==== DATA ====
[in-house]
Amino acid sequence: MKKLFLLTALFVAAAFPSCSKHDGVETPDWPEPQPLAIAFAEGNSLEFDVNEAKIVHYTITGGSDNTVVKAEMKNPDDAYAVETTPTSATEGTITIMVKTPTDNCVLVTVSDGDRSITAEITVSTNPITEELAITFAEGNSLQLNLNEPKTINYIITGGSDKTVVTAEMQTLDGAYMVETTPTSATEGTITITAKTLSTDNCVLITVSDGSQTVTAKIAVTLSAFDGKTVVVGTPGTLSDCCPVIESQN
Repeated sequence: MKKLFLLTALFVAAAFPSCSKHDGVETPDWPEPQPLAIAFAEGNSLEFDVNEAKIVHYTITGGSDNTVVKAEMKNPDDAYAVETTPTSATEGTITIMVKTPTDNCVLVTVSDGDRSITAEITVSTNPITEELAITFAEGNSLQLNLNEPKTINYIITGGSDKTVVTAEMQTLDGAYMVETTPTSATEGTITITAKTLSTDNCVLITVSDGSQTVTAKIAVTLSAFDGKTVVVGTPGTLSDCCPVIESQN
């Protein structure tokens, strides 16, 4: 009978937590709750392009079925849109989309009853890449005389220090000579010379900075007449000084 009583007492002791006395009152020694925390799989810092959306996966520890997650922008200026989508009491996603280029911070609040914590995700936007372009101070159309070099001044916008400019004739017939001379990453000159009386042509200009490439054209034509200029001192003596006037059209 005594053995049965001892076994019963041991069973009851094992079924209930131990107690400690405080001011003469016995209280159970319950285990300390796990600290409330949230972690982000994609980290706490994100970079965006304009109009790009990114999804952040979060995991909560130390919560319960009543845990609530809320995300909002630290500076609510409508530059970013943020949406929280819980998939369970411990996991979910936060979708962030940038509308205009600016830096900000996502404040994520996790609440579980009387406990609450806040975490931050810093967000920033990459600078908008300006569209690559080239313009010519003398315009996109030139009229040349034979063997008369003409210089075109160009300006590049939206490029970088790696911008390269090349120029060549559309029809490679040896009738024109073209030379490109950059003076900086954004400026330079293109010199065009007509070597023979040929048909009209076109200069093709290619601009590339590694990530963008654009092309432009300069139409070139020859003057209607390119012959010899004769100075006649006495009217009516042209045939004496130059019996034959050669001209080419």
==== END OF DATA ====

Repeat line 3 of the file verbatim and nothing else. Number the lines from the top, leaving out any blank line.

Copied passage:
Repeated sequence: MKKLFLLTALFVAAAFPSCSKHDGVETPDWPEPQPLAIAFAEGNSLEFDVNEAKIVHYTITGGSDNTVVKAEMKNPDDAYAVETTPTSATEGTITIMVKTPTDNCVLVTVSDGDRSITAEITVSTNPITEELAITFAEGNSLQLNLNEPKTINYIITGGSDKTVVTAEMQTLDGAYMVETTPTSATEGTITITAKTLSTDNCVLITVSDGSQTVTAKIAVTLSAFDGKTVVVGTPGTLSDCCPVIESQN